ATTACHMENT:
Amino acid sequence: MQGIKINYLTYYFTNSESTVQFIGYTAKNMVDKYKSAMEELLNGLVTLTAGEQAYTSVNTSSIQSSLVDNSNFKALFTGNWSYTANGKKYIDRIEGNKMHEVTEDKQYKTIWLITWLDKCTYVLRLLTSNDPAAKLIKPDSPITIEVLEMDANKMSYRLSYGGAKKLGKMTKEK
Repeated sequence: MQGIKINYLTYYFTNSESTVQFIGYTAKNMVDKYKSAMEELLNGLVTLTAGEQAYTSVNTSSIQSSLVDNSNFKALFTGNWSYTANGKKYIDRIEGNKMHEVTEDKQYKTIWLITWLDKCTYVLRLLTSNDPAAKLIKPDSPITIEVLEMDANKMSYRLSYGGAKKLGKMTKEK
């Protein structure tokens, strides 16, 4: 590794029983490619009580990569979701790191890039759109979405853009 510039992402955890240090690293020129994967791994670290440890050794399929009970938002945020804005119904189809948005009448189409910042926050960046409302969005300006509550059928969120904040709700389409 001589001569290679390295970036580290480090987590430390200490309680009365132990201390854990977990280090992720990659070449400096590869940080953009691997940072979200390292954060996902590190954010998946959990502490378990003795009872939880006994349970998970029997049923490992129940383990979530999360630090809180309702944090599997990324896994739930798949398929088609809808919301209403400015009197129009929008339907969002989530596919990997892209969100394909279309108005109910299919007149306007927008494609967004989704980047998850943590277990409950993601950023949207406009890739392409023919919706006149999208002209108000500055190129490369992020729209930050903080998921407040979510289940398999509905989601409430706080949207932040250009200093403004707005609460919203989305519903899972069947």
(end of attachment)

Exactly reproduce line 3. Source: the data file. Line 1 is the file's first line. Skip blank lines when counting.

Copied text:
């Protein structure tokens, strides 16, 4: 590794029983490619009580990569979701790191890039759109979405853009 510039992402955890240090690293020129994967791994670290440890050794399929009970938002945020804005119904189809948005009448189409910042926050960046409302969005300006509550059928969120904040709700389409 001589001569290679390295970036580290480090987590430390200490309680009365132990201390854990977990280090992720990659070449400096590869940080953009691997940072979200390292954060996902590190954010998946959990502490378990003795009872939880006994349970998970029997049923490992129940383990979530999360630090809180309702944090599997990324896994739930798949398929088609809808919301209403400015009197129009929008339907969002989530596919990997892209969100394909279309108005109910299919007149306007927008494609967004989704980047998850943590277990409950993601950023949207406009890739392409023919919706006149999208002209108000500055190129490369992020729209930050903080998921407040979510289940398999509905989601409430706080949207932040250009200093403004707005609460919203989305519903899972069947």